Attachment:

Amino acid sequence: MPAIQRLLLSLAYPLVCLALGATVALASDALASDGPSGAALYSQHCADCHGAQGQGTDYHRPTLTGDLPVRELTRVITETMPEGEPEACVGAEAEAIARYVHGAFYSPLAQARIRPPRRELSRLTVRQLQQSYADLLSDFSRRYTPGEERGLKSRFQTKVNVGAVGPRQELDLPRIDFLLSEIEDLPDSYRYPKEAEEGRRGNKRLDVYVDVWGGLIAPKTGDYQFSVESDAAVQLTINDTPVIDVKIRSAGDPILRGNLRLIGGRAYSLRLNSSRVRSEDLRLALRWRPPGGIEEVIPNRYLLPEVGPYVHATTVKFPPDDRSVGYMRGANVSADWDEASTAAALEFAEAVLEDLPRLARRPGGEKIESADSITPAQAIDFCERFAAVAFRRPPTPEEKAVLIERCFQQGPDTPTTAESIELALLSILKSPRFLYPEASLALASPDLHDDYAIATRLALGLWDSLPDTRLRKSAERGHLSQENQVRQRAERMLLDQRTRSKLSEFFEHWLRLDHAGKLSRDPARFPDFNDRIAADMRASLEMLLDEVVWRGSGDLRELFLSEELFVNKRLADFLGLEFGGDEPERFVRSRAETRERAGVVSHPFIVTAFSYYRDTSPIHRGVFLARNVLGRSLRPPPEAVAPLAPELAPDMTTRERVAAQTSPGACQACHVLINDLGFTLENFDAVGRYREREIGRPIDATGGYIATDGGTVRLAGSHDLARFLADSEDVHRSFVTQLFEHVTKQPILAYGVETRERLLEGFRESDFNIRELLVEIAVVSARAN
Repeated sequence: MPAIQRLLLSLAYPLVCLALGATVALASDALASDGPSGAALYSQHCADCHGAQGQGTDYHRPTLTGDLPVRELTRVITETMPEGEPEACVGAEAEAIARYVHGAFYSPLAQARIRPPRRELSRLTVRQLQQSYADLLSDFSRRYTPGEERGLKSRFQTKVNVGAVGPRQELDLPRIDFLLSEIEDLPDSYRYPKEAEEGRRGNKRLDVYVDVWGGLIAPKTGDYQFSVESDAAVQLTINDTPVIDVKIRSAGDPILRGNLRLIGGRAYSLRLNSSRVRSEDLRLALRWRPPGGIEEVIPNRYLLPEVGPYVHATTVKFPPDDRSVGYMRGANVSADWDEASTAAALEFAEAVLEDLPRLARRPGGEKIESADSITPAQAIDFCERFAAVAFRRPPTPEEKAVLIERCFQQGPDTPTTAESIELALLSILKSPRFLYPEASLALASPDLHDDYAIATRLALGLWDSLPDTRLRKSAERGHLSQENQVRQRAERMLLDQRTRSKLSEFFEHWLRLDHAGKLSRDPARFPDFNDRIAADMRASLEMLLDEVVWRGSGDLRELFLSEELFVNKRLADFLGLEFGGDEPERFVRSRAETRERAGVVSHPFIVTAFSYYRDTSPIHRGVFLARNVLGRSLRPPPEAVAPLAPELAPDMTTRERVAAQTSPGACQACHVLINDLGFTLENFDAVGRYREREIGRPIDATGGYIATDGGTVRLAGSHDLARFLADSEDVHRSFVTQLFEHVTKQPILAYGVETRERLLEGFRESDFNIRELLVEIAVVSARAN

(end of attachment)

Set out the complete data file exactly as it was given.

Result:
Amino acid sequence: MPAIQRLLLSLAYPLVCLALGATVALASDALASDGPSGAALYSQHCADCHGAQGQGTDYHRPTLTGDLPVRELTRVITETMPEGEPEACVGAEAEAIARYVHGAFYSPLAQARIRPPRRELSRLTVRQLQQSYADLLSDFSRRYTPGEERGLKSRFQTKVNVGAVGPRQELDLPRIDFLLSEIEDLPDSYRYPKEAEEGRRGNKRLDVYVDVWGGLIAPKTGDYQFSVESDAAVQLTINDTPVIDVKIRSAGDPILRGNLRLIGGRAYSLRLNSSRVRSEDLRLALRWRPPGGIEEVIPNRYLLPEVGPYVHATTVKFPPDDRSVGYMRGANVSADWDEASTAAALEFAEAVLEDLPRLARRPGGEKIESADSITPAQAIDFCERFAAVAFRRPPTPEEKAVLIERCFQQGPDTPTTAESIELALLSILKSPRFLYPEASLALASPDLHDDYAIATRLALGLWDSLPDTRLRKSAERGHLSQENQVRQRAERMLLDQRTRSKLSEFFEHWLRLDHAGKLSRDPARFPDFNDRIAADMRASLEMLLDEVVWRGSGDLRELFLSEELFVNKRLADFLGLEFGGDEPERFVRSRAETRERAGVVSHPFIVTAFSYYRDTSPIHRGVFLARNVLGRSLRPPPEAVAPLAPELAPDMTTRERVAAQTSPGACQACHVLINDLGFTLENFDAVGRYREREIGRPIDATGGYIATDGGTVRLAGSHDLARFLADSEDVHRSFVTQLFEHVTKQPILAYGVETRERLLEGFRESDFNIRELLVEIAVVSARAN
Repeated sequence: MPAIQRLLLSLAYPLVCLALGATVALASDALASDGPSGAALYSQHCADCHGAQGQGTDYHRPTLTGDLPVRELTRVITETMPEGEPEACVGAEAEAIARYVHGAFYSPLAQARIRPPRRELSRLTVRQLQQSYADLLSDFSRRYTPGEERGLKSRFQTKVNVGAVGPRQELDLPRIDFLLSEIEDLPDSYRYPKEAEEGRRGNKRLDVYVDVWGGLIAPKTGDYQFSVESDAAVQLTINDTPVIDVKIRSAGDPILRGNLRLIGGRAYSLRLNSSRVRSEDLRLALRWRPPGGIEEVIPNRYLLPEVGPYVHATTVKFPPDDRSVGYMRGANVSADWDEASTAAALEFAEAVLEDLPRLARRPGGEKIESADSITPAQAIDFCERFAAVAFRRPPTPEEKAVLIERCFQQGPDTPTTAESIELALLSILKSPRFLYPEASLALASPDLHDDYAIATRLALGLWDSLPDTRLRKSAERGHLSQENQVRQRAERMLLDQRTRSKLSEFFEHWLRLDHAGKLSRDPARFPDFNDRIAADMRASLEMLLDEVVWRGSGDLRELFLSEELFVNKRLADFLGLEFGGDEPERFVRSRAETRERAGVVSHPFIVTAFSYYRDTSPIHRGVFLARNVLGRSLRPPPEAVAPLAPELAPDMTTRERVAAQTSPGACQACHVLINDLGFTLENFDAVGRYREREIGRPIDATGGYIATDGGTVRLAGSHDLARFLADSEDVHRSFVTQLFEHVTKQPILAYGVETRERLLEGFRESDFNIRELLVEIAVVSARAN